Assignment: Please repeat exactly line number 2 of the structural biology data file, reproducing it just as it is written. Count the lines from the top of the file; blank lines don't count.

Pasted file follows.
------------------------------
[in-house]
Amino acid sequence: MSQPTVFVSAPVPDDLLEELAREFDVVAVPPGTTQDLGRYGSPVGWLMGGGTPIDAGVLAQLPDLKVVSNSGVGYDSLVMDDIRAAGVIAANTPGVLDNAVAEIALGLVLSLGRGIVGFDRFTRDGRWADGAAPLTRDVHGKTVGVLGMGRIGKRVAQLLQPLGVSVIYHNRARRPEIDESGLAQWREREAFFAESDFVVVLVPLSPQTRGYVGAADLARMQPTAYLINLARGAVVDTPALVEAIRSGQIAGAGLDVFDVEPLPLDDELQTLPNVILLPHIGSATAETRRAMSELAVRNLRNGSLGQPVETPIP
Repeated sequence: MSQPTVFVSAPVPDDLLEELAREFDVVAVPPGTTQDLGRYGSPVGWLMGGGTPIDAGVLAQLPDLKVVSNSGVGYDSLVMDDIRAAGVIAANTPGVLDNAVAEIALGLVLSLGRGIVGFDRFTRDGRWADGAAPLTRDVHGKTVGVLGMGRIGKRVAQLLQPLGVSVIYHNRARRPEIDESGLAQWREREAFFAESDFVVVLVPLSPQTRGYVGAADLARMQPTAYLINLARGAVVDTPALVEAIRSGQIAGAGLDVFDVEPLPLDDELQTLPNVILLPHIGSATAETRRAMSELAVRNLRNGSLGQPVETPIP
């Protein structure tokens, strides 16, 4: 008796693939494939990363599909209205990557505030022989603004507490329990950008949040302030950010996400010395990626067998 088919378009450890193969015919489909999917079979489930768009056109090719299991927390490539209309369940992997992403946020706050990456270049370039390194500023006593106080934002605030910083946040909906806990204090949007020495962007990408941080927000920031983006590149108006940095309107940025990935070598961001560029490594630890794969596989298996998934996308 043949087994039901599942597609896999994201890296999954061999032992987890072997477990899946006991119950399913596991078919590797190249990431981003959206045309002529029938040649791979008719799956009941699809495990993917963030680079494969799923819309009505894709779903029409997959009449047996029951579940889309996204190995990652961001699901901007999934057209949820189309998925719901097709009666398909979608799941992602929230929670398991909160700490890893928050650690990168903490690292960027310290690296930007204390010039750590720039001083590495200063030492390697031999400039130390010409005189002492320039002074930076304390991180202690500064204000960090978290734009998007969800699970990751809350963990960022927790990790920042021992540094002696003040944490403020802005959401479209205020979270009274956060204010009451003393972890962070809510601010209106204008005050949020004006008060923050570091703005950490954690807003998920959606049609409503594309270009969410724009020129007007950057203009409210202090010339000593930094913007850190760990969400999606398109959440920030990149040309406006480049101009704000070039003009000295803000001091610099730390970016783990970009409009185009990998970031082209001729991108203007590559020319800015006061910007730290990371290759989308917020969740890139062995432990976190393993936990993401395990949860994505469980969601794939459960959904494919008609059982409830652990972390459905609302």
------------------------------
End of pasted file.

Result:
Amino acid sequence: MSQPTVFVSAPVPDDLLEELAREFDVVAVPPGTTQDLGRYGSPVGWLMGGGTPIDAGVLAQLPDLKVVSNSGVGYDSLVMDDIRAAGVIAANTPGVLDNAVAEIALGLVLSLGRGIVGFDRFTRDGRWADGAAPLTRDVHGKTVGVLGMGRIGKRVAQLLQPLGVSVIYHNRARRPEIDESGLAQWREREAFFAESDFVVVLVPLSPQTRGYVGAADLARMQPTAYLINLARGAVVDTPALVEAIRSGQIAGAGLDVFDVEPLPLDDELQTLPNVILLPHIGSATAETRRAMSELAVRNLRNGSLGQPVETPIP